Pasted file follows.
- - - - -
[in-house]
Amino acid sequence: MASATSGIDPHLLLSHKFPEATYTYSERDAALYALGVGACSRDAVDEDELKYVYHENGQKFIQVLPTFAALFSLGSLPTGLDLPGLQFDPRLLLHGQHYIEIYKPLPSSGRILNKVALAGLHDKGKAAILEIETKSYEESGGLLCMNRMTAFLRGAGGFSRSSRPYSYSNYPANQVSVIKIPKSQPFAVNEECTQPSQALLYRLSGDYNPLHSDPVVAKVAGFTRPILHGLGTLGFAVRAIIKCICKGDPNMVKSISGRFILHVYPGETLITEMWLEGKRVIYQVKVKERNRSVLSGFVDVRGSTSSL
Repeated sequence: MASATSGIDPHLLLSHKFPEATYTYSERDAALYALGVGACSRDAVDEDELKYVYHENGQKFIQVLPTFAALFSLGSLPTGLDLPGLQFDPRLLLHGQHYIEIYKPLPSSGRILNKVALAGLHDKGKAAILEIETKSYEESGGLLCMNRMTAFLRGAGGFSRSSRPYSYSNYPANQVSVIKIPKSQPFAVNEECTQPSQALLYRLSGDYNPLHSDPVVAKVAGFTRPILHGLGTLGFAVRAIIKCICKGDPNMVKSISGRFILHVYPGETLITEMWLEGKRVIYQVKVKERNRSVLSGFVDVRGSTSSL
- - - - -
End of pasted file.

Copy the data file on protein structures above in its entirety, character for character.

[in-house]
Amino acid sequence: MASATSGIDPHLLLSHKFPEATYTYSERDAALYALGVGACSRDAVDEDELKYVYHENGQKFIQVLPTFAALFSLGSLPTGLDLPGLQFDPRLLLHGQHYIEIYKPLPSSGRILNKVALAGLHDKGKAAILEIETKSYEESGGLLCMNRMTAFLRGAGGFSRSSRPYSYSNYPANQVSVIKIPKSQPFAVNEECTQPSQALLYRLSGDYNPLHSDPVVAKVAGFTRPILHGLGTLGFAVRAIIKCICKGDPNMVKSISGRFILHVYPGETLITEMWLEGKRVIYQVKVKERNRSVLSGFVDVRGSTSSL
Repeated sequence: MASATSGIDPHLLLSHKFPEATYTYSERDAALYALGVGACSRDAVDEDELKYVYHENGQKFIQVLPTFAALFSLGSLPTGLDLPGLQFDPRLLLHGQHYIEIYKPLPSSGRILNKVALAGLHDKGKAAILEIETKSYEESGGLLCMNRMTAFLRGAGGFSRSSRPYSYSNYPANQVSVIKIPKSQPFAVNEECTQPSQALLYRLSGDYNPLHSDPVVAKVAGFTRPILHGLGTLGFAVRAIIKCICKGDPNMVKSISGRFILHVYPGETLITEMWLEGKRVIYQVKVKERNRSVLSGFVDVRGSTSSL